Where Have All the Children Gone?
School’s out. Where have all the children gone? June used to be a time when the sound of children laughing and playing echoed across neighborhood lawns. Suddenly, it seems to have gotten strangely quiet. Rachael Carson’s Silent Springalerted us to the dangers of a world without birdsong. I worry that there there may be equal cause for alarm in a “silent summer” of backyards devoid of children’s voices. Parents used to have to shoo their kids outdoors to play. Now we hardly know that they are home. And that is not necessarily a good thing.
The reward systems designed into our electronic devices are such a child does not need to be encouraged to pick one up. Our kids use cellphones to keep track of their friends. They can be sitting all alone in their rooms while engaged in multiplayer digital games with friends across town. And some of that is just fine. Social connections of all sorts are important to a child’s development. When school is in session, they see their buddies face-to-face. It’s only natural that they want to find a way to keep these bonds strong during the summer months. My main problem with connections that are filtered through screens is that these happen almost exclusively when a child is indoors. Children need to be outside. We all do. The scientific results are in. Time spent among green and growing things is essential to our emotional and physical health.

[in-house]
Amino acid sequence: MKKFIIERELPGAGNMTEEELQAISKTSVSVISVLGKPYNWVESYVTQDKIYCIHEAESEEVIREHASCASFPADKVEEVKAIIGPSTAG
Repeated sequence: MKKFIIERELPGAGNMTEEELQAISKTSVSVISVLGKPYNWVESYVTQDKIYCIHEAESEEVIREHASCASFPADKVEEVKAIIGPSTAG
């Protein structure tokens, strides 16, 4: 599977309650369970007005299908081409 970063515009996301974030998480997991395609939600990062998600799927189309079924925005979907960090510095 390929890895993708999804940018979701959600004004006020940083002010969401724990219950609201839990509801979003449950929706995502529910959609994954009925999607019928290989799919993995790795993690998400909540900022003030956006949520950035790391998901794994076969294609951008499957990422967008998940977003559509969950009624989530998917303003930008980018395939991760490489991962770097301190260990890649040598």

What’s a busy family with working parents to do? We increasingly rely on professionally run programs to provide the kinds of summer freedom that happened more spontaneously when a smaller percentage of us were employed fulltime. Remember that vacation days should include fun, laughter, relaxed time with old friends, an opportunity to make new ones, and guaranteed hours under trees and in parks and playgrounds. Whether your child wants to focus on further developing an existing talent—dance, art, science, etc.—or simply insists on going to the camp where his or her friends are enrolled, remember that the sun-filled hours of summer are the best chance to give your kids back what societal changes have stolen from them. Let’s make sure that the closing of the school doors continues to mean the opening of portals into the natural world. Rachael Carson was passionate about keeping birdsong in our lives. I’m equally committed to making sure our summers will always be filled with the sounds of children happily laughing with each other. Not even the magical notes of a Hermit Thrush can fill my heart as much as hearing a child’s excited call, “Come see what I have found!”
Sarah Shaffer, award-winning educator, has been offering unique outdoor nature and science programs for children, parents, and teachers for over twenty-five years. More information about Sarah’s Science can be found at www.sarahscience.com